I've been teaching high school band for 32 years, in California and Texas. I have given seminars and private instruction all over the United States. My goal is to get kids to college on band scholarships.
"My favorite story is of a female flute player who today is in the U.S. Marine Corps Band. She is a local girl. I mentored her through the audition process, which was quite rigorous. She had the talent but not the confidence. She wasn't able to get transportation to the audition, so we got the Marines to come to our school to hear her. After she was selected, she still wasn't sure about accepting. I told her: ‘It's ok to be scared. But it's not ok to be paralyzed by that fear.'"
Roberto Romano is director of the nationally recognized band program at Thomas Jefferson High School in Dallas. A combination of genuine talent and misfortune brought attention to his students who received a new line of musical instruments to replace those destroyed in the tornado of 2019. Last month, the Latin GRAMMY Cultural Foundation and Ford Motor Company Fund donated $20,000 toward the instruments.
"The timing gods were with us," Romano said. "Until now, they had been against us—the tornado destroyed our school. Then COVID. Then the ice storm. Then Ford Fund and the Latin GRAMMY came through as a serious ray of sunshine. The kids are thrilled."
Romano's students are the beneficiaries of a single-minded instructor who believes strongly that music opens doors.
As a young drummer in California, Romano was influenced by a dedicated teacher who convinced him he was good enough to go to college on a band scholarship. A percussion scholarship took him to one of the country's leading collegiate music programs at the University of North Texas.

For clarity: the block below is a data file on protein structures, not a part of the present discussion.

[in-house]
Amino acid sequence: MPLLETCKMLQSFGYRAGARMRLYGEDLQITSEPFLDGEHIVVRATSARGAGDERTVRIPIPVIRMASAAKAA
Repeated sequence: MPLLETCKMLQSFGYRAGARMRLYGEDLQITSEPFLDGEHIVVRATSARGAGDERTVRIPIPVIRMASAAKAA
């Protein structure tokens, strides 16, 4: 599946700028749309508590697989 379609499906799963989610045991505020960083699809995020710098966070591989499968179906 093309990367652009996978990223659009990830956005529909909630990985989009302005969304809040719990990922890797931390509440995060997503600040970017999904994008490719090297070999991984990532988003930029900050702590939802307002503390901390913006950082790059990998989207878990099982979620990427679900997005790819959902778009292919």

Ever since, Romano has been reaching back into the academic pipeline, spreading his influence over younger and younger kids. Pre-COVID, he and a few student musicians visited district middle schools weekly to speak to band kids and seek out those with talent—and dedication. The Thomas Jefferson Band program that awaits them in high school is worth the hard work.
Indeed. Thomas Jefferson High School band in North Dallas consistently earns 1st Division ratings at the University Interscholastic League competitions.
"Working hard and believing in themselves is what keeps our kids going," Romano said. "Still, they don't have the advantage of taking private lessons or, in some cases, even owning their own instruments."
Romano is currently focused on getting the kids who quit band during the pandemic to return to the program. Many teens had to give up after-school practice and go to work, he said.
"The majority of our kids will not play professionally," Romano said. "And that's ok. I tell them, you can still get a scholarship to play your trumpet and be a business major. Practice your instrument, and you'll be successful. How you get there is through band.
Latin GRAMMY In The Schools is an educational program that informs and connects music students with professionals in the Latin music industry and supports educational music departments that have financial limitations. On May 27, 2021, The Latin GRAMMY Cultural Foundation®, in partnership with Ford Motor Company Fund, the philanthropic arm of Ford, donated musical instruments to Thomas Jefferson High School in Dallas, Texas. The donation coincided with the virtual Latin GRAMMY In The Schools educational program, featuring a conversation and performance by Latin GRAMMY-winning singer and songwriter Chiquis.